The joy of church-crawling

Published: Tuesday, October 2, 2012

 

In The National Churches Trust Annual Review, 2012, author and journalist Harry Mount writes about the joy of church-crawling

The memorial service for Anthony Powell, author of A Dance to the Music of Time, was held in May 2000 at the Grosvenor Chapel in Mayfair. This pretty little yellow-brick church withb a Tuscan porch was built in 1731 for Sir Richard Grosvenor, ancestor of the current Duke of Westminster, who still owns the surrounding Grosvenor Estate.

Hugh Massingberd, the late presiding genius of the architectural history world, gave the address. ‘Welcome, my brethren, to the Eisteddfod,’ he began, with a nod to Frankie Howerd, who began his shows that way. 

Massingberd moved on to Powell’s story of a Norfolk parson who arrived early to officiate at a funeral in a church he hadn’t been to before. A keen antiquarian, the vicar took down an iron helmet from the tomb of a knight killed at the Battle of Bosworth. Unable to control his curiosity, he donned the helmet to see how heavy it was, only to find he couldn’t take it off. As the mourners filed into the church behind the coffin, they were, in Powell’s words, ‘surprised to be received by a cleric wearing a knight’s bascinet’. The priest proceeded to carry out the burial service in this kit.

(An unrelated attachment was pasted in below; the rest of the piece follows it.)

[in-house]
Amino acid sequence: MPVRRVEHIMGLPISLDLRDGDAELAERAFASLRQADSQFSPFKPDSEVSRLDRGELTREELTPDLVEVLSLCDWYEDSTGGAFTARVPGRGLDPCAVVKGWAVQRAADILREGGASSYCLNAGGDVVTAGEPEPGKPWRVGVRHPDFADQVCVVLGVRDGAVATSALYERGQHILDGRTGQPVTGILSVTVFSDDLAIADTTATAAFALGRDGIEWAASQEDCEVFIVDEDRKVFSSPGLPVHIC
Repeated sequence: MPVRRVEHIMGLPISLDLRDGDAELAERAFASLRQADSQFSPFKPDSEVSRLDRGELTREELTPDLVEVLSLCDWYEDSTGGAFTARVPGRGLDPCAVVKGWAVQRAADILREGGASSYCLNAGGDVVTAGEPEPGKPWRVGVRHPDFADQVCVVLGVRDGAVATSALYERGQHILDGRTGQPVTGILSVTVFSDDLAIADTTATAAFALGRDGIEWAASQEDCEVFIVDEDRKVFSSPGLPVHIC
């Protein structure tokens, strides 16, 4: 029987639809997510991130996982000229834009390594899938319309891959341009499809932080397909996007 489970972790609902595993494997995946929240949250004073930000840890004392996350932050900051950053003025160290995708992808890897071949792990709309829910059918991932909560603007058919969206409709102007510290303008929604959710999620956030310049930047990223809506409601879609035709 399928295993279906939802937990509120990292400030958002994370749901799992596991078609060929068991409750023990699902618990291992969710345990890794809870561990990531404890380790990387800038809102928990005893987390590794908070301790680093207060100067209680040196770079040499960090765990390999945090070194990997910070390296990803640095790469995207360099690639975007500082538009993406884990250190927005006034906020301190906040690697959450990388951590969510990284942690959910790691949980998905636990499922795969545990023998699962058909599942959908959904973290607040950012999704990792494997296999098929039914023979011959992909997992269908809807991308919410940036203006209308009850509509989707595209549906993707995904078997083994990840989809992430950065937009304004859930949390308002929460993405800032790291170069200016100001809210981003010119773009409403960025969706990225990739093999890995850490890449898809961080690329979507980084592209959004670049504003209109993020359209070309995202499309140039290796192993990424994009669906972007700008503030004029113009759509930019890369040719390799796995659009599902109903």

‘I wonder what he went for – visor up or down?’ Powell asked Massingberd. The story encapsulates what exceptional treasure  houses British churches are. Churches are so deeply embedded into the physical and historical background of Britain that it’s sometimes difficult to recognise quite how odd a combination of things they constitute.
 

The beauty of churches

We take our churches for granted; it’s good to remind ourselves, from time to time, what a unique amalgam they are - of religion, history, sculpture, art, architecture, local biography, geology and geography. Still, you don’t have to be religious to enjoy the beauty of churches, even if a monk friend once tried to persuade me otherwise, when I told him I was agnostic.